Cover image for Art and archaeology of Rome : from ancient times to the Baroque
Title:
Art and archaeology of Rome : from ancient times to the Baroque
Author:
Augenti, Andrea.
Publication Information:
Firenze : Scala ; New York, N.Y. : Riverside, [2000]

©2000
Physical Description:
223 pages : illustrations (some color) ; 28 cm
Language:
English
Contents:
Ancient Rome -- Medieval Rome -- Renaissance Rome -- Baroque Rome.
ISBN:
9781878351562
Format :
Book

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N6920 .A78 2000 Adult Non-Fiction Non-Fiction Area-Oversize
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Summary

Summary

Rome has been at the center of western civilization for more than two thousand years. As the capital of an empire, and as the center of the Catholic Church, it has had tremendous influence on art, science, politics and government, as well as on religion. And through its fabulous feats of engineering and construction, it has inspired architects and designers on both the grand public scale and in the details of daily life. This profusely illustrated book has a wide variety of images, and a straight-forward, informative text. It is divided into four main parts: Ancient, Medieval, Renaissance, and Baroque. Each part contains a historical narrative, plus separate sections on topics of special interest. These include: the Walls of Ancient Rome, the Appian Way, the Catacombs, the Cloisters, the Sistine Chapel, Raphael's Stanze, the Farnese Gallery, the Fountains of Rome, and others. Each part also has special sections on Rome's major museums, with highlights from each collection. The sculpture, frescoes, murals and architectural details in this book will appeal to those interested in both the fine and decorative arts. The abundant archaeological material will fascinate those interested in history and daily life in the past. This book is for everyone who has studied Rome, who has visited Rome, or who wishes to go.


Reviews 2

Library Journal Review

As Rome, the eternal empire city, enters yet another millennium, it is the subject of two new books. One completely encompasses its art and archaeology, the other focuses in-depth on one particularly neglected century. Art in Rome in the Eighteenth Century, the larger of the two and the catalog for a recent traveling exhibition, reassesses and explores a transitional century (the settecento), setting out to revive what the editors describe as its often overlooked art and artifacts. The book covers the many public works projects by the century's popes, including the Spanish Steps and the reconstruction of many major churches, as well as the construction of beautiful palaces and the transformation of an Arcadian landscape into a city of stone and marble. Much material is gathered here, including three essays providing perspective on the period, a lengthy illustrated catalog section, a detailed compilation of key figures of the period, and an enormous source list. Scholarly yet accessible, this comprehensive work should find a home in special, academic, art school, and public art book collections. Another book in the well-designed and fully illustrated Riverside line, Art and Archaeology of Rome is an informative, useful, and aesthetically pleasing summary highlighting the major historical and artistic places that are the heart of Rome. With crisp, magnificent color reproductions and text that offers fascinating accounts of ancient, medieval, Renaissance, and Baroque Rome, this book not only expresses the city but serves as a guide for visitors, whether as introduction or review. Like Art in Rome in the Eighteenth Century, it has definite reference value, and it is recommended for all art book collections.DEllen Bates, New York (c) Copyright 2010. Library Journals LLC, a wholly owned subsidiary of Media Source, Inc. No redistribution permitted.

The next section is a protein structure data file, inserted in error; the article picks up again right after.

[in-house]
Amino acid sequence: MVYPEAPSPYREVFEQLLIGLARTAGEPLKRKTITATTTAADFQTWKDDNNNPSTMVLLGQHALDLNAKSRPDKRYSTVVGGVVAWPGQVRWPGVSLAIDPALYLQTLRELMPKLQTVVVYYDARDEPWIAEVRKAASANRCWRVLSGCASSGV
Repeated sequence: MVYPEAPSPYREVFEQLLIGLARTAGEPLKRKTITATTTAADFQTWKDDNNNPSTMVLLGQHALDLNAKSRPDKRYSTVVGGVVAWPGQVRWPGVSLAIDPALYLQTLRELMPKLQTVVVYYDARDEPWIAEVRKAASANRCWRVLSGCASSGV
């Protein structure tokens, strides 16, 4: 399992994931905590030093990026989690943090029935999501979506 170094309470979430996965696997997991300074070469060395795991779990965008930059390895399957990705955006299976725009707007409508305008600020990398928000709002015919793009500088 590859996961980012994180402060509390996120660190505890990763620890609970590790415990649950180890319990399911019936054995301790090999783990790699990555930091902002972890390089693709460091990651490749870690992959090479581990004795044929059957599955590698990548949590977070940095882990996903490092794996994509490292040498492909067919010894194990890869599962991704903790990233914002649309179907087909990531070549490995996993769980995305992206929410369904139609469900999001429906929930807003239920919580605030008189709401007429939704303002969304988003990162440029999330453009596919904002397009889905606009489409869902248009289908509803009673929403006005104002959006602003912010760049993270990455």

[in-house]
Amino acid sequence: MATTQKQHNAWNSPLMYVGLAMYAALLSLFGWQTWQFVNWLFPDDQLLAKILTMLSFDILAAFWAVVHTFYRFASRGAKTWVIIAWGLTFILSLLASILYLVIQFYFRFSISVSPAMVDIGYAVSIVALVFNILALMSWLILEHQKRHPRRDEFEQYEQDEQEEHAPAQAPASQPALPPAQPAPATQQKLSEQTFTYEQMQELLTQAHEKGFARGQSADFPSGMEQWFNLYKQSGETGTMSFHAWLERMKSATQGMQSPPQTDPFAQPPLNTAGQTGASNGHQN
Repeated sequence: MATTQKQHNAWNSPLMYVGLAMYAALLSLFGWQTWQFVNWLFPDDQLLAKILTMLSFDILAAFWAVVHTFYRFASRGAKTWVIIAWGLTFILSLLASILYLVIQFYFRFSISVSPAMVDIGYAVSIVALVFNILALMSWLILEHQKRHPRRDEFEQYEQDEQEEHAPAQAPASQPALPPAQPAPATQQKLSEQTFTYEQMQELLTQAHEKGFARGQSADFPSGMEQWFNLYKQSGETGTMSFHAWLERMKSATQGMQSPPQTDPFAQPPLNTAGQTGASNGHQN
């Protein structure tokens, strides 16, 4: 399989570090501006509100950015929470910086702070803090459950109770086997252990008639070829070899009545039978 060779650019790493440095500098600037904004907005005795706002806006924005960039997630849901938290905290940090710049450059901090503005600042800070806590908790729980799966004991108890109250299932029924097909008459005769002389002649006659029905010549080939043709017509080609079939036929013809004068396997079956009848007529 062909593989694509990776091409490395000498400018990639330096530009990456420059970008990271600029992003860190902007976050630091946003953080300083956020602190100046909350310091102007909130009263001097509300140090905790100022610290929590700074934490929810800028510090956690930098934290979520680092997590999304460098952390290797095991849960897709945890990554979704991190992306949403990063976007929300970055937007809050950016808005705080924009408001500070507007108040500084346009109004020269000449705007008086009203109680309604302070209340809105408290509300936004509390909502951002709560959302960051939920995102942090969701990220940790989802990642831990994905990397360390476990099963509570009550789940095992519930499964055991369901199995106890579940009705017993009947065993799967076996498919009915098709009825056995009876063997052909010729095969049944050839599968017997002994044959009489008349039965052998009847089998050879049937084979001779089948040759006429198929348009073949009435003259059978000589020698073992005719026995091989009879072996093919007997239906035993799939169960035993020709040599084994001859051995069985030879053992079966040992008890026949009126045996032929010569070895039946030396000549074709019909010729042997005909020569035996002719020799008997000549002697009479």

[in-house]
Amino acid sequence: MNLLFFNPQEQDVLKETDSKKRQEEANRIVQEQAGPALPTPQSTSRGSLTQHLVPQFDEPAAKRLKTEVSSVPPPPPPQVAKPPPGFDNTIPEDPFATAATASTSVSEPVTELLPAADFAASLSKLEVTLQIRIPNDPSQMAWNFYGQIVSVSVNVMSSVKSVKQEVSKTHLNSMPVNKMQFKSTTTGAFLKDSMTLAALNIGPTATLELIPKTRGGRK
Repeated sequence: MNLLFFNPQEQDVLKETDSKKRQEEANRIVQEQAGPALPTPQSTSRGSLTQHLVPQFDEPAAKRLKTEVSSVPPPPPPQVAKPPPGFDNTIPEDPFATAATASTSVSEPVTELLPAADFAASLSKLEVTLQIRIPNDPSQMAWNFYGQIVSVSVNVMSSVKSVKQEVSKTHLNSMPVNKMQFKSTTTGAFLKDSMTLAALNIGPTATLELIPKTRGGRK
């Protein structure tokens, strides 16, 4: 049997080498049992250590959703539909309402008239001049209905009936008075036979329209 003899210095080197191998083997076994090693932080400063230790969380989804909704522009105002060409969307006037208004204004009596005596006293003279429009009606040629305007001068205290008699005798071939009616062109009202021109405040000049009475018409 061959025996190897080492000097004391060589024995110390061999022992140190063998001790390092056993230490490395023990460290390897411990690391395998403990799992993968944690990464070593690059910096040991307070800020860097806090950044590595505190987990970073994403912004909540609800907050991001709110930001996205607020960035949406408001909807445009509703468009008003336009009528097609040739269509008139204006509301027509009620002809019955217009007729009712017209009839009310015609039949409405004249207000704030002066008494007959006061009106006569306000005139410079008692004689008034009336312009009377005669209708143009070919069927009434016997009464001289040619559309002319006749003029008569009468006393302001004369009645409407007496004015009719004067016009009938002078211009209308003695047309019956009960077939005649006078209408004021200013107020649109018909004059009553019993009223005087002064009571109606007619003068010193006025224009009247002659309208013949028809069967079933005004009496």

Choice Review

Essentially a coffee-table book, this handsome volume is superbly illustrated with hundreds of color photographs. With useful maps and model reconstructions accompanied by a clear, informative text, this book should be popular as a useful guide to the major monuments and museums of Rome, or subsequent to a tourist's visit as an aide-memoire of things seen and better photographed by professionals. An Italian production, the illustrations serve, not incidentally, as an advertisement of the Archivo Fotografico Scala Group of Florence, long in the business of selling such photographs to institutions and individuals. The book is divided into four parts (ancient, medieval, Renaissance, and Baroque), each of which includes a historical narrative with separate commentaries on special interest topics: the walls of ancient Rome, the Appian Way, the Catacombs, the Cloisters, the Sistine Chapel, Raphael's Stanze, the Farnese Gallery, the Fountains of Rome, and others. Rome's major museums are treated in a separate section. General readers. R. Brilliant; Columbia University